Back to my world… still thinking about resources… While I recognise the need for putting together course resources it would be useful to further explore opportunities using inquiry-based models of learning which would I think free us from racing to produce new content. We have done this in different open initiatives such as FDOL, BYOD4L and FOS as well as #creativeHE. Could we shift the purpose of creating resources for  teaching to capture the process of (co-)constructing learning? After all we learn so much more through experiencing and making stuff. Is this another reason why OER are not used that widely? As we want to create our own resources as educators since we recognise that the process of making helps us engage deeper with our subject that we will help others understand? Is it also about academic ownership? And what about context? De-contextualised resources with global reach… how valuable are these? I am now wondering if the real potential of resources is actually (c0-)creating these as part of the learning process? Could the resources actually be more valuable for the creator and what does this mean about sharing? Are resources more ephemeral than we think? If we talk about authentic learning, could we instead use open data as Dr Javiera Atenas invited us to keep learning and teaching fresh, fully contextualise and create the conditions for an inquiry-rich environment for learning through discovery?


As an open practitioner with a focus on work that sits outside MOOCland, I was interested to hear at the conference how things have progressed within it. In some cases making available resources equated to course design in a MOOC context. This was very problematic for me… I was looking for a pedagogical rationale but couldn’t see it. Some called this platform pedagogy. Not sure what this is… There were some cases and I had read about them and included in my Literature review were MOOC organisers recognised the need for social learning including learning in groups and collaborated with other institutions or colleagues in other institutions to facilitate these. One of these projects was introduced by Alannah Fitzgerald and it was fascinating to hear their exploration into using facilitators in a MOOC as well as groups and the difficulties they experienced with both but also with the technology, the team tool from EdX. Alannah mentioned “platform education”. Is this similar to teaching from within a VLE or LMS? I shared with her some information about our work in this area outside the MOOC world and the Open Facilitator Project. I would have loved to find out more but in the end we didn’t manage to get together again. At scale the challenges are amplified, of course, require big investments in time and resources, but also a robust pedagogical scaffold, I would say. The support scaffold is vital but often missing.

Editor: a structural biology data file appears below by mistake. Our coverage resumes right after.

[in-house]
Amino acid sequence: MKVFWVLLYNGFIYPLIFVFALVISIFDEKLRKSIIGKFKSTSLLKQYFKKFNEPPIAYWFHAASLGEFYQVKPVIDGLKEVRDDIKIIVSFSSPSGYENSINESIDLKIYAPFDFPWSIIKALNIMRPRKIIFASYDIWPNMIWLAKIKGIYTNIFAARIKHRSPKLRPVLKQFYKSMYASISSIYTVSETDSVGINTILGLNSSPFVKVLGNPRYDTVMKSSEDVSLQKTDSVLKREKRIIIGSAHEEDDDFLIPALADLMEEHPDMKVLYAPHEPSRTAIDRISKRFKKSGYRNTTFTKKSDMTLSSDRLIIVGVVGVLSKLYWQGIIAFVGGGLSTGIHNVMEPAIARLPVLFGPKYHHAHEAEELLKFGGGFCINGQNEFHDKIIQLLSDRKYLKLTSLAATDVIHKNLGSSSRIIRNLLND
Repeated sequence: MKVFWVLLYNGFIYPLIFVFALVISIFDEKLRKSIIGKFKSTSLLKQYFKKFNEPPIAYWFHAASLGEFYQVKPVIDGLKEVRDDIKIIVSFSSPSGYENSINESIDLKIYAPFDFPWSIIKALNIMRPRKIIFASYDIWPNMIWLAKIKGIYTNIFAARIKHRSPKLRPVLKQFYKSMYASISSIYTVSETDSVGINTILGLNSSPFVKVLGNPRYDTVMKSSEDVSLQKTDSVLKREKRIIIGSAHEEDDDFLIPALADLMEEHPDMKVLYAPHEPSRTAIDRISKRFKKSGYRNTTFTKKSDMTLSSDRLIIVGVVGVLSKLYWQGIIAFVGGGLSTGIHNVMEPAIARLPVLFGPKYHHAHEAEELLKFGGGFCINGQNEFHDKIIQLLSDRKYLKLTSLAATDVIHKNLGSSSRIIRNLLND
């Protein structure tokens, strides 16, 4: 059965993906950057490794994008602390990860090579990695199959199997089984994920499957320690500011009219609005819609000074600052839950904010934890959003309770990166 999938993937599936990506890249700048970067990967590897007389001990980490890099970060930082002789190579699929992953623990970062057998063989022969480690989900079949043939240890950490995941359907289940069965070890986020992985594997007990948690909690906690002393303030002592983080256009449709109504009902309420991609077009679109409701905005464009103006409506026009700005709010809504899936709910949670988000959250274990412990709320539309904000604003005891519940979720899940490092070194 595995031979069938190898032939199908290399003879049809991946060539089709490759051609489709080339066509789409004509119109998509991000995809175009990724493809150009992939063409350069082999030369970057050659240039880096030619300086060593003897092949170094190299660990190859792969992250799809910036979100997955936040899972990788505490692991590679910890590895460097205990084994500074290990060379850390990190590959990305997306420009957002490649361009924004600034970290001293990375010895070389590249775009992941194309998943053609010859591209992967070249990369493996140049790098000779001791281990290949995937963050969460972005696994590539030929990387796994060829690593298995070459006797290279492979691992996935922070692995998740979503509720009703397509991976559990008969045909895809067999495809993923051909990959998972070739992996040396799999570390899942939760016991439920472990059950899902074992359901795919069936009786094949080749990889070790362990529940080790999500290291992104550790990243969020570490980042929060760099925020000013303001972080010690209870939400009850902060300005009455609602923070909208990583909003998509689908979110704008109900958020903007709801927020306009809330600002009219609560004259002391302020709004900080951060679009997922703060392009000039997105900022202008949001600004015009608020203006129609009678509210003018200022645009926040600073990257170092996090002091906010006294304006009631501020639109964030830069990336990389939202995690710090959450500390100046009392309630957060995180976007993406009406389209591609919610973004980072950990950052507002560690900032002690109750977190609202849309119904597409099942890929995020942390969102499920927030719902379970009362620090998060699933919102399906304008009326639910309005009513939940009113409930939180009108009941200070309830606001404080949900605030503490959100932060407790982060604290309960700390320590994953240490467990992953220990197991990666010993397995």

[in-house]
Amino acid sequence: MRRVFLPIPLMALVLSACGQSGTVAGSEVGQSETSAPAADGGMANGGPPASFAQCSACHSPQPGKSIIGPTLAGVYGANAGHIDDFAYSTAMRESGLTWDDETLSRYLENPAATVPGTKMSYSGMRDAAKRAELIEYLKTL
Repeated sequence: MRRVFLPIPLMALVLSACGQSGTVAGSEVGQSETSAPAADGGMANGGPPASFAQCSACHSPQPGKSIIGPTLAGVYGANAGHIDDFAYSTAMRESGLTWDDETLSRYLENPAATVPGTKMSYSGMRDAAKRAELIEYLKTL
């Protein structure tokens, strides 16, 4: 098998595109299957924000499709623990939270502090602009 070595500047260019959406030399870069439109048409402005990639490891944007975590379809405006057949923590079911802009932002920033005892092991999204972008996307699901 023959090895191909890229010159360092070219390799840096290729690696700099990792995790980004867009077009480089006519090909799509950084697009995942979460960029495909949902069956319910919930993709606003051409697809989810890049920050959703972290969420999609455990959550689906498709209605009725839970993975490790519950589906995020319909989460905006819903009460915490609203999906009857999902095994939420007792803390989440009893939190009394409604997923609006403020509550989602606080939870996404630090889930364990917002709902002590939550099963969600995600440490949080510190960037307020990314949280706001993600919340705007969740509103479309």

The conference didn’t help me understand “massive”. I am still confused why we need and often start with massive. Somewhere I read “what we mean by massive, is the potential, the potential is massive”… But  does massive work? Businesses start small and in nature things grow from a seed… Does the education world know better? What is the rationale for massive and global? And what are the real expectations? What are we trying to achieve and what is happening in reality?

The more I think about it the more I see grey zones in open education. Maybe I see them more as red zones, zones that are alarming. We all have different motivations, of course, why we are in it, in open education. If only we could collect authentic and honest responses, I think that might be eye opening… Would there be any surprises? Philosopher Dr Rob Farrow, highlighted that some of us see Open Education as a moral mission. What about everybody else? The OER Hub invited us to think big… how big can we think? And how can we make our thoughts and ideas reality? And what would we change through these if we could make them happen?

My own research reveals that learning with others and being supported by facilitators makes a big difference, feeling part of a community that fosters online and offline interactions shape our engagement in open learning with others who are like us and very different from us. Like-minded people create a sense of belonging and other-minders people stretch us intellectually. Above all, we flourish when there is variety… Variety of people, variety of approaches and freedom to make our own choices.